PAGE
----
You’re probably aware that it’s harmful to smoke during pregnancy – at the same time, it can be very hard to kick the habit, particularly if you’re feeling stressed. The aim here isn’t to frighten you; instead, it’s to provide you with the facts you need to make an informed decision. Scary as some of these points are, they can serve as motivation to quit smoking.
Smoke Contains Harmful Toxins and Increases Miscarriage Risk
Smoking is among the top miscarriage risk factors. Think of it this way: Everything you consume during pregnancy makes its way into your bloodstream and has an effect on your growing baby. There’s no exception for nicotine and the byproducts of smoking: Cigarette smoke contains more than 4,000 chemicals including carbon monoxide, arsenic, ammonia, and formaldehyde.
Higher Fetal Heart Rate, Lower Oxygen Intake
Smoking raises your baby’s heart rate, which is already at a rapid 120 to 160 beats per minute by week 11. Additionally, it decreases the amount of oxygen that makes its way to your baby. Incredibly, stopping smoking has immediate benefits for your little one: For example, his or her oxygen level will improve within one day of your quitting.
Increased Physical Discomfort for Mom
Most pregnancies come with discomfort. Smoking can increase your misery throughout your pregnancy, making it more difficult to breathe when your lungs are crowded, reducing your energy level, and preventing your body from getting the oxygen it needs. Your heart, veins, and organs are all adversely affected by cigarette smoke, and this makes everything much harder.
Lower Birth Weight, Higher Risk of Birth Defects
Every puff you take has a harmful effect, preventing oxygen and nutrients from making their way to your baby. According to the US CDC, this can lead to tissue damage and in increased risk for birth defects in the brain, lungs, and elsewhere. Low birth rate is another risk associated with smoking during pregnancy: One in five babies born to smokers have below-normal birth weights.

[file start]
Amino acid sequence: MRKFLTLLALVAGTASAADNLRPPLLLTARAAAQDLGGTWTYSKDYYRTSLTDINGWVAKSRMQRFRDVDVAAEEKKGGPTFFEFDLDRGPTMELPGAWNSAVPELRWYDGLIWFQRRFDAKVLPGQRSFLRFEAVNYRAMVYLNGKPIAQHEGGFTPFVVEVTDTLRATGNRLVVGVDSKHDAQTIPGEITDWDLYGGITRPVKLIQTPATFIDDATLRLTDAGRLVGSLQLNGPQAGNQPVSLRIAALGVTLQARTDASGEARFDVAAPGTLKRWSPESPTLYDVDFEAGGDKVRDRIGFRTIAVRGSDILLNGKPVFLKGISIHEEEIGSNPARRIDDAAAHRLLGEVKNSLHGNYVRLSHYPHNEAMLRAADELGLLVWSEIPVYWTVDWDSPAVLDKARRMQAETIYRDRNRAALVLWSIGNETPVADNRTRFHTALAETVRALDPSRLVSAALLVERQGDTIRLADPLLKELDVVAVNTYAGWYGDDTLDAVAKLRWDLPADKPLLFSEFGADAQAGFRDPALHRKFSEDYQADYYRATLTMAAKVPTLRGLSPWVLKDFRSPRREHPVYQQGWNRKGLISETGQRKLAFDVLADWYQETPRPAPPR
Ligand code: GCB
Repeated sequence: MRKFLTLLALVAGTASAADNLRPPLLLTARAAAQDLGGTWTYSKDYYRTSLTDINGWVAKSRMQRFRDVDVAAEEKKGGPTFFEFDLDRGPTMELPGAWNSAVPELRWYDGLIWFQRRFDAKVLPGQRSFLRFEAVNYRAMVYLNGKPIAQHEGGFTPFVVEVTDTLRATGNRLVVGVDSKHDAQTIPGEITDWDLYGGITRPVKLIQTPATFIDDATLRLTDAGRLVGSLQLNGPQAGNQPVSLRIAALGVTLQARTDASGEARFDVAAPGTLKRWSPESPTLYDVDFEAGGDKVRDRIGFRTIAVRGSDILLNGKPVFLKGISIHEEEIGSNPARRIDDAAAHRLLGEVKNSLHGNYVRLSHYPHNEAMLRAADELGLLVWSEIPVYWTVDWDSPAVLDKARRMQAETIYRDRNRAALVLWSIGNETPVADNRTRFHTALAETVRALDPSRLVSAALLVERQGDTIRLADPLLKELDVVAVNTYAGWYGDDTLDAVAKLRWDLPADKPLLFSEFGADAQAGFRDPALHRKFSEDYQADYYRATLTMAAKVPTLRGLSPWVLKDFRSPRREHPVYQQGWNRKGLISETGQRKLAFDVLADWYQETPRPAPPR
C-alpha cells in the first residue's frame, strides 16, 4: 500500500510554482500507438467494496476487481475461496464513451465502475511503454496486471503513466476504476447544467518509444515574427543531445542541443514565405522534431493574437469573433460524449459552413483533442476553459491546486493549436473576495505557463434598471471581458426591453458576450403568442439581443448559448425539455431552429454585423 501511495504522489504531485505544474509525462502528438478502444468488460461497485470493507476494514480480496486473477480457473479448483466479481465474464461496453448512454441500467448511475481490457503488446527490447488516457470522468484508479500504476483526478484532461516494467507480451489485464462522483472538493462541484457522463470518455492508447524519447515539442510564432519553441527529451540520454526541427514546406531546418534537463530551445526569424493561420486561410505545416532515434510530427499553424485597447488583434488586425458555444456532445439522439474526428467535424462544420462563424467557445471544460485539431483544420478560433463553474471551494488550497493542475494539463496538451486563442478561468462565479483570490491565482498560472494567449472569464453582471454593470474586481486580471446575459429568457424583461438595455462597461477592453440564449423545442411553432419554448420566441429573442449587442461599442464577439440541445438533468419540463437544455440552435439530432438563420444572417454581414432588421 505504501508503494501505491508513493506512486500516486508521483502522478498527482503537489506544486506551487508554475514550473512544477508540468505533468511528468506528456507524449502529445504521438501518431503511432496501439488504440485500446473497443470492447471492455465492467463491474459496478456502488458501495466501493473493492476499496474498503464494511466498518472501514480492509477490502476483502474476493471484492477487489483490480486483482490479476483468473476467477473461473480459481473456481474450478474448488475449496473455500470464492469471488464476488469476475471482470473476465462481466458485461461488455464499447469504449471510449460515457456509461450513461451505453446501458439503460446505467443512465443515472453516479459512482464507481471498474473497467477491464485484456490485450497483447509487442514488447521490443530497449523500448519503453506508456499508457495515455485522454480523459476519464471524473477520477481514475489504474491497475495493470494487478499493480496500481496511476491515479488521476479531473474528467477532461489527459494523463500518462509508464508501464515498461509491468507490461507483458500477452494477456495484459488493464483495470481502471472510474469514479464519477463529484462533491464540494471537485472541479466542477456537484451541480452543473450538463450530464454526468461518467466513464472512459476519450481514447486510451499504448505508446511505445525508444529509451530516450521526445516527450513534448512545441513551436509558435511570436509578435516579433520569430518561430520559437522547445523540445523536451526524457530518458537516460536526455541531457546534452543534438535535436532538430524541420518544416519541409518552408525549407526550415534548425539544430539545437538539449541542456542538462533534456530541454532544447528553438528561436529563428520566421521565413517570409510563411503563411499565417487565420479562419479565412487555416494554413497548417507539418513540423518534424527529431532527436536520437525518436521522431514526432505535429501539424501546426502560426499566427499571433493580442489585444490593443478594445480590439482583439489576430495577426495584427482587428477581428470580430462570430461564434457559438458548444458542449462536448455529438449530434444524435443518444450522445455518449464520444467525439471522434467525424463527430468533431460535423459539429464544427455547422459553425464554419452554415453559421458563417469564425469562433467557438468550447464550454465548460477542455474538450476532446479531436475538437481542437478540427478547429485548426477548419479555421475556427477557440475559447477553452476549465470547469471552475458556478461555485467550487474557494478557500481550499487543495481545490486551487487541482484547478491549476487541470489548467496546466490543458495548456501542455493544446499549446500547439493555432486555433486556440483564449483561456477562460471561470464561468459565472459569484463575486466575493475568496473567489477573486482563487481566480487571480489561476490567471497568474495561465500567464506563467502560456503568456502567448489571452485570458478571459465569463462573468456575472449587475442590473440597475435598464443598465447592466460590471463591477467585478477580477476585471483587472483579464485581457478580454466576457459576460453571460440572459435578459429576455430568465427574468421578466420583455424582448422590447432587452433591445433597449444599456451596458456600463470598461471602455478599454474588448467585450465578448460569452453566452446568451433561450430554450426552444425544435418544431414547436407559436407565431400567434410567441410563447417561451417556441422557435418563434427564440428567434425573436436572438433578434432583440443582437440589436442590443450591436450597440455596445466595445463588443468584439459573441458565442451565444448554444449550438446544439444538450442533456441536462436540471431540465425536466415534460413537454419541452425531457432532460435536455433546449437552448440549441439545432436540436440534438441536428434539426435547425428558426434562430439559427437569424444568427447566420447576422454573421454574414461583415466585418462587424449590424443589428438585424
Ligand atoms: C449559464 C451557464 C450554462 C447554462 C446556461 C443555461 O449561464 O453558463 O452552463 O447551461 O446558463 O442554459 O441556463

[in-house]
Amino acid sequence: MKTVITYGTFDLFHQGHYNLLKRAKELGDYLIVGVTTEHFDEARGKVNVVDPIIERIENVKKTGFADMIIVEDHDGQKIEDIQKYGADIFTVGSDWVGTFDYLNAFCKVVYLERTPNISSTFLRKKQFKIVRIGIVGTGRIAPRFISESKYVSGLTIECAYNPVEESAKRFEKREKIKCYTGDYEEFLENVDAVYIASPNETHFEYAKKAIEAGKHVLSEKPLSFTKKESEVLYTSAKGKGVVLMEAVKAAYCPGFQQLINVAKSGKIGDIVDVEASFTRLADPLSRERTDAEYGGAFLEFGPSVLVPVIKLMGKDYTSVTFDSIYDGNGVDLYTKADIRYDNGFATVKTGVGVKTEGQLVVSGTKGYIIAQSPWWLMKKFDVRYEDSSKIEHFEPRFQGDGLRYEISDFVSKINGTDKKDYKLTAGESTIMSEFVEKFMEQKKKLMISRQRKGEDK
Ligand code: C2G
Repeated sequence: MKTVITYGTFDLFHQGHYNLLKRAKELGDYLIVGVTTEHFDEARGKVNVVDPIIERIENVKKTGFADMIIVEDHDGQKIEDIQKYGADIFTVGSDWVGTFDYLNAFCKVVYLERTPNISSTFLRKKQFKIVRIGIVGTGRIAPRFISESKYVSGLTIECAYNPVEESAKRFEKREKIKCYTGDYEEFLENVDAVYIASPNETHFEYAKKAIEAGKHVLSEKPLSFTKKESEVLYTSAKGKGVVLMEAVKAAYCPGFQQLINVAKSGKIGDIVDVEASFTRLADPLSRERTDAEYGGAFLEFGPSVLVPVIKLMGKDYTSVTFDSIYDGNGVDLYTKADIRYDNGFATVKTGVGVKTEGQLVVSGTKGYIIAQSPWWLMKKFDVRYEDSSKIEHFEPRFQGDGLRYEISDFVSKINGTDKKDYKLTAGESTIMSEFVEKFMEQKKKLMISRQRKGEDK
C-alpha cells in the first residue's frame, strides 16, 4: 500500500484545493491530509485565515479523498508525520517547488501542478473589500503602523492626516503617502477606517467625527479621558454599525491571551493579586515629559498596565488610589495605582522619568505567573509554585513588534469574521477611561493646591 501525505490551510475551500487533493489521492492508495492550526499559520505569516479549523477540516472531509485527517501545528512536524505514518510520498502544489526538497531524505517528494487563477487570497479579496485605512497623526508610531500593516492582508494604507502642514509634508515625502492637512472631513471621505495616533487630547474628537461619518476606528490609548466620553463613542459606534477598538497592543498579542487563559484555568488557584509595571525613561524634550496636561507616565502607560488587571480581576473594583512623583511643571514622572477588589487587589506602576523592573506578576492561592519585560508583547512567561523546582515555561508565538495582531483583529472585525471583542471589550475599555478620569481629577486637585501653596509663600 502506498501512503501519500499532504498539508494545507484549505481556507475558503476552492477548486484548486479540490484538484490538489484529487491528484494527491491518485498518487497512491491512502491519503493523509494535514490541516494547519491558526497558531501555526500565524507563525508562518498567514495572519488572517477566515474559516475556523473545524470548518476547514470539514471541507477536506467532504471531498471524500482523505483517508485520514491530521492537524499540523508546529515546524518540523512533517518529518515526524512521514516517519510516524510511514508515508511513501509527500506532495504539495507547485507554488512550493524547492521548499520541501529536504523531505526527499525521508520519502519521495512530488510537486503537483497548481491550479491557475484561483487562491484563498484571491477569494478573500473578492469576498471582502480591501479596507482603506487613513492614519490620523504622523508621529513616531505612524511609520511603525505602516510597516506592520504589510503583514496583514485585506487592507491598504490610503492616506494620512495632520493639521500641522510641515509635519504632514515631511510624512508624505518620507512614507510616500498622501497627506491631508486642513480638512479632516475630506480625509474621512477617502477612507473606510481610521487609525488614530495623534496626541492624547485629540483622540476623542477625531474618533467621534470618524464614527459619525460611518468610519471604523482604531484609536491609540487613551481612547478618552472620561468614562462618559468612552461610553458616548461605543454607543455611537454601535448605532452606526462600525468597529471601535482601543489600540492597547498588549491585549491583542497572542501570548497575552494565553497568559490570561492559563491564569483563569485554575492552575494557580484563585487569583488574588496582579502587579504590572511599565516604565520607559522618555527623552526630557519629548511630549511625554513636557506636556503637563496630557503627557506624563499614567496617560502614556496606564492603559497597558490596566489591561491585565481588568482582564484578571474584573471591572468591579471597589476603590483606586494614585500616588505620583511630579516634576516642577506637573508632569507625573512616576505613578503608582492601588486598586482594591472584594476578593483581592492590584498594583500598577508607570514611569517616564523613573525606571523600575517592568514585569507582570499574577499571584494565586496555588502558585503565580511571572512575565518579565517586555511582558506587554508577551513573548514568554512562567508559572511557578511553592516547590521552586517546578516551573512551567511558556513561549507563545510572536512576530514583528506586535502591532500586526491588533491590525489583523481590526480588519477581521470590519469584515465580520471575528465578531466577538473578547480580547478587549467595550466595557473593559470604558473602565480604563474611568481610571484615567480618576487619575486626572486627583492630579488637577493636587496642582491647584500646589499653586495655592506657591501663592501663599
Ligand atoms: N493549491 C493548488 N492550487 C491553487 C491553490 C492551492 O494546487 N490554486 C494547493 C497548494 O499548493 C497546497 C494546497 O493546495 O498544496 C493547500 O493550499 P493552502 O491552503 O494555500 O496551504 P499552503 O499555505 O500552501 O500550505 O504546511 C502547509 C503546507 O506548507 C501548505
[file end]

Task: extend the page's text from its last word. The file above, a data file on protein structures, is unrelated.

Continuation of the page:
Greater Risk of Placenta Problems
Problems with the placenta put you and your baby at risk. One example involves the placenta separating from the uterus too early, causing bleeding and sometimes leading to miscarriage.
An Elevated Risk for Preterm Delivery
Important developmental milestones take place during the final weeks of pregnancy; for example the lungs, liver, and brain are in their final stages of completion. Being born too early increases the risk of death or severe disability. Some associated problems include cerebral palsy, breathing and vision problems, hearing impairment, cleft palate, and developmental delay.
Increased Risk of SIDS
Sudden Infant Death Syndrome has no known cause, but its incidence is increased in babies born to mothers who smoke during pregnancy. The short- and long-term effects of this tragedy affect entire families. You can decrease the risk by giving up cigarettes now.
The good news is that now is the perfect time to quit, and thanks to a variety of smoking cessation programs, it’s possible to be supported along every step of this important transformation. Form great habits now and treat yourself – and your little one – to a healthy life.